During the final assault on Troy, Achilles was killed by the god Apollon and Prince Alexandros ... there was nothing Thetis could do to prevent it. Achilles body was taken back to the Greek camp where they intended to burn his body on a funeral pyre. At that point, there were two different perceptions as to what happened.
1) The mortals who witnessed the event believed that Achilles body was burned and his bones, as well as the bones of Patroklos, were placed in golden urn that had been made by Hephaistos and given to Thetis by the god Dionysos.
2) What actually happened was that Thetis arrived at the Greek encampment with the Muses and the other Nereids to morn Achilles and Patroklos. After his body was placed on the pyre, Thetis invisibly took Achilles's body and transported it to the White Island [Leuke] where he could reside with other heroes of the Trojan War. The White Island has been identified as a small island in the Black Sea near the mouth of the Danube River. Other inhabitants of Leuke include Patroklos, Telamonian Aias, Lesser Aias, Helen, Antilochos and perhaps Medeia.
The brothers Briareos, Kottos and Gyes are by far the most monstrous creatures to ever be produced by Gaia [Earth] and Ouranos [Heavens] ... they have fifty heads and fifty arms sprouting from their massive shoulders.
The brothers were imprisoned by Kronos but freed by Zeus when he forcefully took the Throne of Eternity from Kronos. Although Zeus is considered to be the Father of Gods and Men, he is often opposed and threatened by other Immortals. When Zeus's wife Hera, his daughter Athene and his brother Poseidon were plotting to overpowered Zeus and put him in shackles, Thetis summoned Briareos to Mount Olympos ... he sat down beside Zeus and all thoughts of rebellion evaporated.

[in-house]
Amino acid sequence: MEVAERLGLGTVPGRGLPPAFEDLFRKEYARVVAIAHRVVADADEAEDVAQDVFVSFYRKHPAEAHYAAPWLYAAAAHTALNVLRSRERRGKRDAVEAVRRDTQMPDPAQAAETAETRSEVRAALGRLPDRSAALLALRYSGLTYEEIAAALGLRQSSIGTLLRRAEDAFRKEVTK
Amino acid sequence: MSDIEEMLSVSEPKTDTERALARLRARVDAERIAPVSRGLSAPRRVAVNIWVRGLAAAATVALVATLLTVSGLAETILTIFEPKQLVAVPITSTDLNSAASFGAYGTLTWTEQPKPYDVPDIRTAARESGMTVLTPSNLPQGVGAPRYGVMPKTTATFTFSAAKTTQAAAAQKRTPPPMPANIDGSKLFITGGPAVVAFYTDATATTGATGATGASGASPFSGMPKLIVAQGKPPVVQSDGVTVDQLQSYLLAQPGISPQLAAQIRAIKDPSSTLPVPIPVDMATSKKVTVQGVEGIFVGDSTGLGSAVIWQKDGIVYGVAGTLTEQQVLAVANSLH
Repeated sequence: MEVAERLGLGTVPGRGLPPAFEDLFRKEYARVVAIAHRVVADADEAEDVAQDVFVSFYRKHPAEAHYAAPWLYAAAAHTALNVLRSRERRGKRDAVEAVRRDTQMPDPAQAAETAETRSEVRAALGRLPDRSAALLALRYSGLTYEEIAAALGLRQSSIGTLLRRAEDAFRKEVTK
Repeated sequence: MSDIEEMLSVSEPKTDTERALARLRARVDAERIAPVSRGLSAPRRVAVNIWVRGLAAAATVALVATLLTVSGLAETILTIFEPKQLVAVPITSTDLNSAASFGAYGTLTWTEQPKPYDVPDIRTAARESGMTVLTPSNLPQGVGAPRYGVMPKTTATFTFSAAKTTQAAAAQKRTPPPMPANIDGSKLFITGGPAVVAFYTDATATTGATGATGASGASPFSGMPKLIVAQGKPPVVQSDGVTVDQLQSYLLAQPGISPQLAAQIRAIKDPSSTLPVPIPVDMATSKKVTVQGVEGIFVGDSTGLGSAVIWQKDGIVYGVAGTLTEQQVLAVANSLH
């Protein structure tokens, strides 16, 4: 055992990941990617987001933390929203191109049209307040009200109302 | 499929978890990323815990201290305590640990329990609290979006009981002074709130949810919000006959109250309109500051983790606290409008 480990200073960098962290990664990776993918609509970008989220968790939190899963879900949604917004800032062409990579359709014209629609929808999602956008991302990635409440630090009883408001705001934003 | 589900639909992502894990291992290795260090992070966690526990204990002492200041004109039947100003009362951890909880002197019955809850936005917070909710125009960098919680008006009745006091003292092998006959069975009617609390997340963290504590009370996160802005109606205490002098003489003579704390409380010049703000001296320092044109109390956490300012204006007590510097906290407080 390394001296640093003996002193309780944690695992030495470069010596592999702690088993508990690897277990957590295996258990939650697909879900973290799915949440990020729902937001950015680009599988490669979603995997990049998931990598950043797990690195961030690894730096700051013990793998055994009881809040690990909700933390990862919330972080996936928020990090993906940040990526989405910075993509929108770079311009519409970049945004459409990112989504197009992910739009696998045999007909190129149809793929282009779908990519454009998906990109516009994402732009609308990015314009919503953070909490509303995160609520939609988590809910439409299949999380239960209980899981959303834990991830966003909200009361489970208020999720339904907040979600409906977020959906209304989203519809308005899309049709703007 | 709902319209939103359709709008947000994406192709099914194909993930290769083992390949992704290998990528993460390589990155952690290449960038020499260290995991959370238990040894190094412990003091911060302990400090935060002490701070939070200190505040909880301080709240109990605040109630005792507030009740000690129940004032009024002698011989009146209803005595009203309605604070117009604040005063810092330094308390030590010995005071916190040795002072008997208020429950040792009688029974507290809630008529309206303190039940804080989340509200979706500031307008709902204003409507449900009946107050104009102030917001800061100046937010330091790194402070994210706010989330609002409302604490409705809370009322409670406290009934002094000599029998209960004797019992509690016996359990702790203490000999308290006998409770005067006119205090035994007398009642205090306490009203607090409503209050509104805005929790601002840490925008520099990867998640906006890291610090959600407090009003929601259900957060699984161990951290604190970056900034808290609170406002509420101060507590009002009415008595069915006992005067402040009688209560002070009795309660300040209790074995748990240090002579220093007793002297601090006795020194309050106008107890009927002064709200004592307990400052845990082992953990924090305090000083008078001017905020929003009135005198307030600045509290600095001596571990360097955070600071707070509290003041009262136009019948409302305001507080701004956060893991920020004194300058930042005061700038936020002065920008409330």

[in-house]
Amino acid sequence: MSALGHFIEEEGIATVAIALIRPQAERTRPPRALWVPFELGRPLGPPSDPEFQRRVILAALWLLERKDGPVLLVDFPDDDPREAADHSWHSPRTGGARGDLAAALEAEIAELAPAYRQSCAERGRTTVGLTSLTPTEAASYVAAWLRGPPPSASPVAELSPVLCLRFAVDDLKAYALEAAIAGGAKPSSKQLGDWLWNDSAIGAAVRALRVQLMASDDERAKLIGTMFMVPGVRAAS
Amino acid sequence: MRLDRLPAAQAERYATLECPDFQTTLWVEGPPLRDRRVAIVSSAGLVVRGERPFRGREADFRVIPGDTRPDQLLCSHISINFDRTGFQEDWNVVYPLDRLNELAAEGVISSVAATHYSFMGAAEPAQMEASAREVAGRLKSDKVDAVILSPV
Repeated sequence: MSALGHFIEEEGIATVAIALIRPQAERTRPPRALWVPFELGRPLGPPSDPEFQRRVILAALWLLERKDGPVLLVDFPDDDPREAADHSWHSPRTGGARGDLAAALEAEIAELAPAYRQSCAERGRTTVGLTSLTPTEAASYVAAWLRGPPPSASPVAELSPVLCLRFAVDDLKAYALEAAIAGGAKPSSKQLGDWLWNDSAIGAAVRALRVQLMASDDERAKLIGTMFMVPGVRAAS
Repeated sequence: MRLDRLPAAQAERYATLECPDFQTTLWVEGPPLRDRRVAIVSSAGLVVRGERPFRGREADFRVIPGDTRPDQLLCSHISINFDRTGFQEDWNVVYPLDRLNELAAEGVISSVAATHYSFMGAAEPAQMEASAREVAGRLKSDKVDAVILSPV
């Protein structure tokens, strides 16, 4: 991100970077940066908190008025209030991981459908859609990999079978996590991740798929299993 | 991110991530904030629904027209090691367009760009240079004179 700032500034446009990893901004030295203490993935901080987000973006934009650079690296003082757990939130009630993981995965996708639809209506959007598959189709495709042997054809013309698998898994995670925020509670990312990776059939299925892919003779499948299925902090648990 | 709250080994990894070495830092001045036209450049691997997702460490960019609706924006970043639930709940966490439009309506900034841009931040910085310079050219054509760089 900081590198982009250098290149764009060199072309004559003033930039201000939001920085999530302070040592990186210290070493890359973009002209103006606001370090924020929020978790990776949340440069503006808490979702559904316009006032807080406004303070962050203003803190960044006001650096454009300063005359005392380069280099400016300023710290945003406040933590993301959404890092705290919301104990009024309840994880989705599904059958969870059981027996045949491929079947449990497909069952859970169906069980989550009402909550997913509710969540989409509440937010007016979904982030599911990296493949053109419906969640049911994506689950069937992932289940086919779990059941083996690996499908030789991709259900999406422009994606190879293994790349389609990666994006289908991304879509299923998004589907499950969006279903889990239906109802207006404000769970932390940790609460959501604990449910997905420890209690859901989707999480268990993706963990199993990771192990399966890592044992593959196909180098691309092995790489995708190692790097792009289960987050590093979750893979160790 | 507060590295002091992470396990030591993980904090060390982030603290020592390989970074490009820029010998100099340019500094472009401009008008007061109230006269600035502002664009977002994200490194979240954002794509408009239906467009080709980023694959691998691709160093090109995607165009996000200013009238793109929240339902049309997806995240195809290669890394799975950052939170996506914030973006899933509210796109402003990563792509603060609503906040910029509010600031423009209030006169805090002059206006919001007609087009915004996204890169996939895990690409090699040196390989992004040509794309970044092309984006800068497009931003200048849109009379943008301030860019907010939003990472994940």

There was a brutish man named Lykurgos who had proven his fighting skills and strategy but he made a tragic mistake when he attacked the Nymphs of Nysos. Lykurgos raged down the slopes of Mount Nysos with an ox-goad and scourged the Nymphs who cared for young Dionysos, god of wine. The Nymphs dropped their wands to the ground and fled for their lives. Dionysos was so terrified of Lykurgos that he jumped into the sea to escape the murderous brute. The goddess Thetis rescued Dionysos and took the frightened infant to her breast. Lykurgos's assault was not unnoticed or forgiven by the other Immortals. Zeus blinded Lykurgos but the brutish did not live long with his affliction because all the Immortals hated him for what he had done to Dionysos and the Nymphs of Nysos.
Neoptolemos was the son of Achilles and thus the grandson of Thetis. He was called to Troy to participate in the final battles for the city. After the walls of Troy were toppled and prisoners were taken, Neoptolemos took Andromache as a slave ... she was the widow of Prince Hektor and a very prized possession.
Knowing the impending fate of the some of the victors of the Trojan War, Thetis advised Neoptolemos to take an overland route home ... Neoptolemos wisely did as he was told and unlike many of the Greek heroes, survived to live a long and prosperous life.